I woke up the following morning feeling a mixture of mild trepidation and excitement. My first day at school! As a teacher, of sorts. (This story may make more sense if you read parts one and two, in case you haven’t done so already. Here are the links!)
I had Kellogg’s Frosties for breakfast. I remember this because I suddenly felt very sick as I stepped onto the pavement with Sara to take the one minute walk to the school. Apparently, nerves and overdoing it on something as sweet as Frosties don’t mix very well! The thought that I could have to tell my fellow teachers that I was ill on my first day did little to settle my stomach.
Thankfully, I soon felt better. I probably didn’t have time to feel sick, as I found myself in the dimly lit school reception moments later. It was thronged with parents and children. When the children noticed my presence, they stared at me as only a child who finds something curious can do, with a mixture of ‘this person is different to us’ and shyness. I smiled a few ‘holas’ to anyone who I made eye contact with before being greeted by, I assume, the receptionist, who was expecting the arrival of a pale skinned, bewildered looking foreigner (I can’t quite remember who greeted me). She beckoned me to follow her.
We climbed up four flights of stairs to the staff room, where I met the English Teacher I would be working with. She was from Argentina and after our introduction, she in turn introduced me to the various ‘Javiers,’ ‘Beatrizes’ and ‘Marias’ of the teaching staff. I could safely bet now that, at that moment, I did not remember one of their names. They were totally different names to the ones that I was used to. Had they been called ‘John’ or ‘Larry’ or ‘Mary’ it would have been different, of course! The morning after eating snails for the first time, I was being smacked in the face with another reminder that I was no longer on familiar ground. I must admit, I felt the first pang of homesickness!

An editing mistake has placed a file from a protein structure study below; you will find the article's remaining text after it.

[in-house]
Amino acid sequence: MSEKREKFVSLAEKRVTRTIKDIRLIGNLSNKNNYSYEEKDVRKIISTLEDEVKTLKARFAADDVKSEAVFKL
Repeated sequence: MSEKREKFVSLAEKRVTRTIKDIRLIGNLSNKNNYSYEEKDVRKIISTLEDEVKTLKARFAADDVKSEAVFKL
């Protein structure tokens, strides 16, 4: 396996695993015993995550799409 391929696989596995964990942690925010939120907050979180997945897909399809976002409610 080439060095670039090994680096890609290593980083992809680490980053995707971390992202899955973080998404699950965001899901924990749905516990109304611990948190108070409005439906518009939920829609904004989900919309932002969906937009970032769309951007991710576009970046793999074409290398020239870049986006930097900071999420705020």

I am sure it is the same for everyone who is reading this, but as we grow older time seems to pass more quickly. Again, that day seemed to pass in a flash. I stood in front of classes for the first time introducing myself and answering questions that ranged from ‘Do you speak Spanish? (mischievous glances were passed around when I replied ‘no’) to ‘What is your favourite colour? (the younger classes). I was also asked in every class, without fail, ‘Are you of the ‘Barça?’
‘Am I what?’ I thought, when I was asked the question for the first time.
The teacher promptly corrected the question: ‘Do you support Barcelona Football Club?’
‘Aaaah’ I realised.
I summoned my most mischievous smile and professed my ‘love’ for ‘Manchester United Football Club on the spot, to all the student’s great disappointment and jeers! I remember how everyone smiled, though, when the opportunity arose to put down each others football teams. Football is a universal language! As it turned out, Barcelona and Man Utd were to meet that season, albeit many months later, in none other than the Champion’s League Final. Had I known that at the time, I would not have proclaimed Man Utd the ‘best’ team in those first few classes. I received an unmerciful slagging from every class after the final, which ‘El Barça’ won three goals to one.
I learned sometimes it is best to keep one’s mouth shut when in a foreign land!